RUNNING A SUCCESSFUL COMPANY IS NOT ROCKET SCIENCE; IT IS MORE COMMON SENSE THAN COMPLEX BUSINESS JARGON!
On the 30th June 2013 the Sunday Nation Newspaper published a pull out titled, “Transformative CEOs with Golden hands”. The pullout featured 37 CEOs and the businesses they lead. The report covered 30 men and 7 women. Eight of these CEOs held doctorate (PhD) degrees while the organizations ranged from billion-dollar corporations to SMEs and successful startups in both the public and private sector. Industry categories included Public service (4), Retail (1), Property (1), Education (5), Finance (11), Technology (3), Regulatory authorities (3), Manufacturing (6), NGO (1) Agriculture (1) and Insurance (1). Our study showed that successful business leadership is more common sense than complex business jargon.
This study covered 37 corporate profiles, written by different authors. The word study counted the frequency of transformative words used in the reported profiles to describe the success of each CEO and their organizations. Our objective was to identify the key concepts that led to the celebrated success of the CEOs and their organizations. Out of a list of 60 transformative words, the top word was “business” while at the bottom of the list was “loan”. While important words like mission, profit and capital did not rank as highly as expected, the words that made the top twelve contained more pedestrian words than complex business jargon. The words, independent of industry bias, reflect the thinking and common approach used by CEOs to ensure the success of their enterprises. Business leaders should focus on 12 words to facilitate their own and company success; Business, Service, Develop, Lead, Work, Manage, Team, Market, Organization, Vision, Finance, People. The article below reviews the first six;
Apparently, the most important competence of running a successful business is to understand the business! This sounds like common sense, but is that sense really common? We all assume we know what business is, but do we? We think we understand its purpose and know how to run it, but do we? Do we actually understand the businesses we run? Many an entrepreneur will tell you that in the beginning, they ran the business but once a business becomes established, it takes on a life of its own. At the start, the entrepreneur is the driver, but once the business grows, other forces take over like customers, weather, cash flow and other powerful business factors. Only those who can master the business have any hope of leading it to success. Successful business leadership requires specific, not generic, business mastery. However, CEOs are often hired, more for their previous success than, for their understanding of the new business and thus fail to make a transformative impact. A successful cricket coach may not succeed in the game of tennis. To transform an organization or successfully lead a business you must understand the business in entirety; its origins, purpose, management and politics. After all business is the nature of the “beast”.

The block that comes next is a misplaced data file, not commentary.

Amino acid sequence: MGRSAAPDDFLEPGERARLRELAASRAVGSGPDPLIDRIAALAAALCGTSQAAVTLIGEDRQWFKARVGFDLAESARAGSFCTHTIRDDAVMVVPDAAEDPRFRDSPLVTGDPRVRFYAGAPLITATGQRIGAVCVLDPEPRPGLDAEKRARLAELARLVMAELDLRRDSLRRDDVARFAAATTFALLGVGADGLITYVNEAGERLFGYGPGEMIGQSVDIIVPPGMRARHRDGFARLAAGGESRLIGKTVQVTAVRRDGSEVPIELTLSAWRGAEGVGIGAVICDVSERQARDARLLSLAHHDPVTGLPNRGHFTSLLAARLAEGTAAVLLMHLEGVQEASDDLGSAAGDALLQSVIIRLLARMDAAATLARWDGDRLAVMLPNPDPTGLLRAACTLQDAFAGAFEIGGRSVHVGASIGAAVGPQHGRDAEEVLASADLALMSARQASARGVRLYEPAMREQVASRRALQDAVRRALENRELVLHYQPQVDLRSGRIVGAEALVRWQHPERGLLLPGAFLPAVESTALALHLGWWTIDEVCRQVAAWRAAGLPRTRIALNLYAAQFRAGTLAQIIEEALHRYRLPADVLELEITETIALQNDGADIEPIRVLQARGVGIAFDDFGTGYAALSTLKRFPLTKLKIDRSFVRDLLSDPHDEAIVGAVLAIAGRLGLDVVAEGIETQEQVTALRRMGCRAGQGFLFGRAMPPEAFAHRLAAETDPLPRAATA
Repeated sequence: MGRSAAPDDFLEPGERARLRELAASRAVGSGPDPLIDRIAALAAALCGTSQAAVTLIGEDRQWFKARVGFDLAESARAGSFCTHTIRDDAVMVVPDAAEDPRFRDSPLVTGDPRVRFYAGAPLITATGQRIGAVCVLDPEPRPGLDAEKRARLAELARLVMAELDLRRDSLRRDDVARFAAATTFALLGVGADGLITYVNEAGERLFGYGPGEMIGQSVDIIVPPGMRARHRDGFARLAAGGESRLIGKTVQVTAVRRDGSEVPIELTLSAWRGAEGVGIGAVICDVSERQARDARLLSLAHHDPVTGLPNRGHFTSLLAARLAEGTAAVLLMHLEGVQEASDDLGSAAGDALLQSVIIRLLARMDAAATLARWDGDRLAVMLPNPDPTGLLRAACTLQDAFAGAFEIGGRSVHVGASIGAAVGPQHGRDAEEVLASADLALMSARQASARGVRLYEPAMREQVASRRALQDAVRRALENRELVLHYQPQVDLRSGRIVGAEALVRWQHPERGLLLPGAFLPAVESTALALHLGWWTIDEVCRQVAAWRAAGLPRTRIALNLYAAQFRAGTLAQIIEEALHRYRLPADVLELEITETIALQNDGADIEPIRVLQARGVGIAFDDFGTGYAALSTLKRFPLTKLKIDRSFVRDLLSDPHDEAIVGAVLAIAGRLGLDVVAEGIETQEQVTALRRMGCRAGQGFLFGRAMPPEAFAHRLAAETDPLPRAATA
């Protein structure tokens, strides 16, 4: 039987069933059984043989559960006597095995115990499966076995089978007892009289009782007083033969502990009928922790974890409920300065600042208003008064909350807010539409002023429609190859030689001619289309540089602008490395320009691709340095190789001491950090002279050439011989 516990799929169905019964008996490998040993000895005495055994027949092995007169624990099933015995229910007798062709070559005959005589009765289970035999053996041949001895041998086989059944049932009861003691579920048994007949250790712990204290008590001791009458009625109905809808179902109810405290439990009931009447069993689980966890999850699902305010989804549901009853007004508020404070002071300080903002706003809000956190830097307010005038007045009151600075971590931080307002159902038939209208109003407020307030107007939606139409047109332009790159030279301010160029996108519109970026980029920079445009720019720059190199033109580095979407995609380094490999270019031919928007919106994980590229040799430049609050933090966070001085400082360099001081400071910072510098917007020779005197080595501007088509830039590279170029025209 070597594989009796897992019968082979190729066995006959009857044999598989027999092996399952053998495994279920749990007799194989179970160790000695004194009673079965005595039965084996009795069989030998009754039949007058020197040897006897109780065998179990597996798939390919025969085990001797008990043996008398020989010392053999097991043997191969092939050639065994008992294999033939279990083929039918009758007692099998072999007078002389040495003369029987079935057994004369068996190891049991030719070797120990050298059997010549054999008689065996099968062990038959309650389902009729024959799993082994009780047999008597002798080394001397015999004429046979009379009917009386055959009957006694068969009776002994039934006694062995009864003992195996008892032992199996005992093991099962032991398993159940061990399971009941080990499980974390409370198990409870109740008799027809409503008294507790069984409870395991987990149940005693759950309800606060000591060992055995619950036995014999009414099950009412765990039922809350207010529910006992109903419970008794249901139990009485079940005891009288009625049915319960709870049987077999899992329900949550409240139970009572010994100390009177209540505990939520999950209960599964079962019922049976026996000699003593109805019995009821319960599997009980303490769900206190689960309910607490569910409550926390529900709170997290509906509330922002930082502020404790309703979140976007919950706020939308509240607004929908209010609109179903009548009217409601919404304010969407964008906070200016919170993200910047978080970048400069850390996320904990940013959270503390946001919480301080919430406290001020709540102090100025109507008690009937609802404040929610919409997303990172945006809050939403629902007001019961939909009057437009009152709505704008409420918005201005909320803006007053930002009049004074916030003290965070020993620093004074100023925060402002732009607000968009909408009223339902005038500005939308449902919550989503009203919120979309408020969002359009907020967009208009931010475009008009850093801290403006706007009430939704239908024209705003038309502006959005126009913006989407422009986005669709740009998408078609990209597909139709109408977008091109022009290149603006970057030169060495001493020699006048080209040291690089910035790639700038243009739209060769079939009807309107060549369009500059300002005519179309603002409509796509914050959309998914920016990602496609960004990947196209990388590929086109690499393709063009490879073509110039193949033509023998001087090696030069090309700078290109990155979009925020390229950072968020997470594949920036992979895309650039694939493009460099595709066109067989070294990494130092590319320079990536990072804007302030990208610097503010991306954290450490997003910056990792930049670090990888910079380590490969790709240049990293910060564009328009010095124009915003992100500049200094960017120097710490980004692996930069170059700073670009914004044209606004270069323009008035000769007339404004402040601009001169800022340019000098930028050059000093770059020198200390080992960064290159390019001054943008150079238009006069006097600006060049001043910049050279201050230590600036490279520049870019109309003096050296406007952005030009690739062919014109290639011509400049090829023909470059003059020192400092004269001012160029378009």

“Service” and “business” are nearly equal. Presumably the two may be very much the same thing or very much of the same thing. It seems one should not exist without the other. If you like, service justifies business. This thinking supports the concept of “servant” leadership. Successful CEOs seek to serve and ensure their organizations do the same. Jim Collins observes this kind of leadership that elevates a business from average to greatness. A business that serves the public is a business that leads the market. If you want to be great, you must be the servant of many. However, we must consider why service outranks profit as the object of enterprise. Service implies other (customer) benefit rather than company benefit. An organization must not “tax” customers but serve them and then be rewarded for that service. This is a hard lesson for the profit driven, hard-nosed, bottom line business executive, but service is the key to greatness.